This is a 6 week online writing workshop beginning June and ending August 14th with a break the week of July 4th.
What is the physicality of a wound? What types of loss feel nearly impossible to come back from? What kind of life settles into our bones if we don’t take the time to grieve these losses? Can we dive into the wound, the loss: excavate and unearth it?
We will focus on surviving and survivorhood; what it looks and feels like to live beyond traumatic experiences. The dominant narratives about the survivor body— oft pathologized as disembodied, disassociated and unwell— will be turned on their heads. We can never actually leave our bodies, as hard as we might try (and as wise as we are in our reasons for trying) and are therefore always already embodied.
Too often survivors that are also writers are told to not dwell in the trauma, that writing from personal and traumatic experience isn’t “legitimate” writing. I don’t believe that to be true and am regularly heartened and inspired by the writing people do while diving into the wound(s).
In this 6 week workshop we will engage with work written by a wide range of writers, generate our own body of work through interrogating the roots of trauma and how it manifests in the body and explore body-based writing can help support us as we write into the wound. The trauma doesn't have to just live in our body; it can be moved from living within our skin and be rewritten onto paper (and computer screens).
"How people feel, what they feel, what breaks them, how trauma resonates through their lives . . . that’s a legitimate space in poetry." —Claudia Rankine
"Write backwards from the dissipated, exploded, violent body. Write the blows backwards until you make a real body. This movement of a body through space, how to reduce the pain of this body, the pain of a static, habitual, repeated movement-- impact-- is what I mean by healing. Not resolution, but a rewriting in neuromuscular terms of gesture." — Bhanu Kapil
“What’s fertile in a wound? Why dwell in one? Wounds promise authenticity and profundity, beauty and singularity, desirability. They summon sympathy. They bleed enough light to write by. They yield scars full of stories and slights that become rallying cries. They break upon the fuming fruits of damaged engines and dust these engines with color. And yet—eyond and beneath their fruits—hey still hurt. The boons of a wound never get rid of it; they just bloom from it.”— Leslie Jamison
Note: "Wound Dwelling" is language drawn from Leslie Jamison's work on wounds and pain.
Week by Week
Week One: The Survivor Body(ies)
Week Two: The Survivor Body as a "Failed Body" and Using Failure to Create
Week Three: Wound Dwelling as a Creative Practice an Embodied & Somatic Practice
Week Four: Wound Dwelling as an Embodied & Somatic Practice
Week Five: Wound Dwelling: The Body(ies) in Pleasure and Pain
Week Six: Wound Dwelling: Moving Beyond Dominant Narratives
Please note: There is no class for the July 4th week.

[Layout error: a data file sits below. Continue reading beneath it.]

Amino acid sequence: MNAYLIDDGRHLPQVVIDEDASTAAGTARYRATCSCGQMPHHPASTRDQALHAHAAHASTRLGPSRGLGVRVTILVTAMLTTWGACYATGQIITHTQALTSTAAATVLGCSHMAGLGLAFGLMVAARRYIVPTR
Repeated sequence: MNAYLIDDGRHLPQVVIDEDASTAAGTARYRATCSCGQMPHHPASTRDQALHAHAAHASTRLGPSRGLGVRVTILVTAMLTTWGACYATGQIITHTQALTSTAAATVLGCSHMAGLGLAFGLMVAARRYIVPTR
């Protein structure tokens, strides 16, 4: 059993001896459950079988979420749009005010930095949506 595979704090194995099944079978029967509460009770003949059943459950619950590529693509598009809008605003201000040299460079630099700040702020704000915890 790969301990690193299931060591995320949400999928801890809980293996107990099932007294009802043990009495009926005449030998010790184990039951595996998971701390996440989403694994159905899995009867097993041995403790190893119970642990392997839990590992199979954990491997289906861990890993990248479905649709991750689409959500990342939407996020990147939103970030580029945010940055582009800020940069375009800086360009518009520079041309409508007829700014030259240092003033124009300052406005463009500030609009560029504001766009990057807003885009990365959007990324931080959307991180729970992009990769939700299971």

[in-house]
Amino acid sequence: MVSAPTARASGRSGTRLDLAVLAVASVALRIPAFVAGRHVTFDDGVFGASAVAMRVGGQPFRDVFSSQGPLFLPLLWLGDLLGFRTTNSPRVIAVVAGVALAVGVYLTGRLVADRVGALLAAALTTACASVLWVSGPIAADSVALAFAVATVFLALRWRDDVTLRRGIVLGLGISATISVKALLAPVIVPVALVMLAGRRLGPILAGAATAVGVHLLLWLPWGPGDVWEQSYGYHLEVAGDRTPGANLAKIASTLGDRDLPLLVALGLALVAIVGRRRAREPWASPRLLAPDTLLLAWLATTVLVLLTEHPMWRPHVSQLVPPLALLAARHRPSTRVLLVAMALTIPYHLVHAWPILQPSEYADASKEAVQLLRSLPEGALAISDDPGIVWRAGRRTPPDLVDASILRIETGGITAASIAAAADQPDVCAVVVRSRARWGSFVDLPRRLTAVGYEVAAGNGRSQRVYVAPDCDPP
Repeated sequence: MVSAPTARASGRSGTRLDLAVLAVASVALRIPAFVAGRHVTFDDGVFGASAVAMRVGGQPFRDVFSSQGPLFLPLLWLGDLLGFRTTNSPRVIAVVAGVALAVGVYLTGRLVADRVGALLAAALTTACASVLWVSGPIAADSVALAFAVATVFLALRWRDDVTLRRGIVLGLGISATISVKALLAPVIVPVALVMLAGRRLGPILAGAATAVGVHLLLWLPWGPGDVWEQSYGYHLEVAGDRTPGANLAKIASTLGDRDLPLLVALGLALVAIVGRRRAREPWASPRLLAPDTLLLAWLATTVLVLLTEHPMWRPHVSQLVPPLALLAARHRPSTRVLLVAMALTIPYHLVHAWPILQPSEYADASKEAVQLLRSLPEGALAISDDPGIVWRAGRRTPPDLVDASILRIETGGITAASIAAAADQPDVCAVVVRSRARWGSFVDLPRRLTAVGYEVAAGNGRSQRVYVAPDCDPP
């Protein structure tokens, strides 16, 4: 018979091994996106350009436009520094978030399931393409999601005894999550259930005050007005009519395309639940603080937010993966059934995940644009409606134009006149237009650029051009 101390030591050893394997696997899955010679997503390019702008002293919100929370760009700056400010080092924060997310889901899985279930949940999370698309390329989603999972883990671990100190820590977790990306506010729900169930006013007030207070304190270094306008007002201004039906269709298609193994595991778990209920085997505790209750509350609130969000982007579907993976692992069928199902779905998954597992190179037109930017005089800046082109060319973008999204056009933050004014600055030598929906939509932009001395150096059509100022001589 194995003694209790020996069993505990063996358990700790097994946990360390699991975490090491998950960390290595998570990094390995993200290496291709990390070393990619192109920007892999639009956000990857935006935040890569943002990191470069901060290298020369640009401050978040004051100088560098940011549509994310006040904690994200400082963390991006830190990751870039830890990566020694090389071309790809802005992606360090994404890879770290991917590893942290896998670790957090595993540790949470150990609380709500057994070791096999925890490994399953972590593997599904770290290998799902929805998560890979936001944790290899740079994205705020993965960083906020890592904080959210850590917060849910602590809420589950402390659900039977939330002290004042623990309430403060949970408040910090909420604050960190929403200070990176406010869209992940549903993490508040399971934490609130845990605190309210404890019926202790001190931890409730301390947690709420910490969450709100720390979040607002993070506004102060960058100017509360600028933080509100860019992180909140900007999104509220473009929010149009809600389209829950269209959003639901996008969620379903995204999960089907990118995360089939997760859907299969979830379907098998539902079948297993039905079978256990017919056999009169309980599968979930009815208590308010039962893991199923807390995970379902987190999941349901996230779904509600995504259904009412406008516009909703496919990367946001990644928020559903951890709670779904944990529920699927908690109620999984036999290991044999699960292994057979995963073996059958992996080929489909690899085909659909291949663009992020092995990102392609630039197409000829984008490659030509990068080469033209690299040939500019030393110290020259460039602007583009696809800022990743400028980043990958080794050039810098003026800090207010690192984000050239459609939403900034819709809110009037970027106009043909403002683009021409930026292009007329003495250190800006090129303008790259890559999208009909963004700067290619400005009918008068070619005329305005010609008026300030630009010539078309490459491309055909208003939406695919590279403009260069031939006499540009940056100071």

General outline for each week:
- Review guidelines for holding space for each other and writing into traumatic material in order to foster a safe(r) space
- 2-3 readings from other writers drawing from poetry, creative non-fiction, and a little trauma theory
- Questions to generate discussion
- Offerings of writing prompts, response, and discussion
Who Should Take This Class
This class is for anyone who is looking to mine the embodied knowing of traumatic experience — all bodies, genders, and identities. Whether someone is looking to delve more deeply into personal experience or needing to get through writer’s block that lives deep in the well of their body it will be helpful for people who are writing memoir, creative non-fiction, poetry, and fiction.
This is an online class. Each week, a new section of the course will open full of resources, reflections, exercises, discussion questions, and writing prompts. Students should expect to spend about 4 hours per week perusing resources and readings, answering a discussion question, engaging in exercises, and responding to peers’ work.
Note from the teacher: Working with trauma is inherently risky and challenging writing often comes from places of harm. I want to offer a space that is safe but also know that I can’t guarantee (because of the vast scope of trauma) that we won’t be triggered at times. I’m very invested in creating a container for us to write in and I will offer guidelines for writing together that honor individual experience and affirm the difficult writing we will share with each other. I come to this work as a survivor of multiple forms of violence, as a writer and artist and I have a background as a community organizer and as an emergency room rape crisis counselor. I want to be in and create spaces that honor the myriad ways our survivorhood can look, spaces that honor all genders, identities and experiences and I want to be open to growing and shifting the spaces I create to meet the needs of the individual people I work with.
That said, it is important to note that I am not a licensed therapist so if you feel like you are at a particularly tender or charged moment in your healing process it might also be helpful to have a therapist or someone you trust to be on deck to offer further support. If you have specific concerns or accessibility needs, please contact me.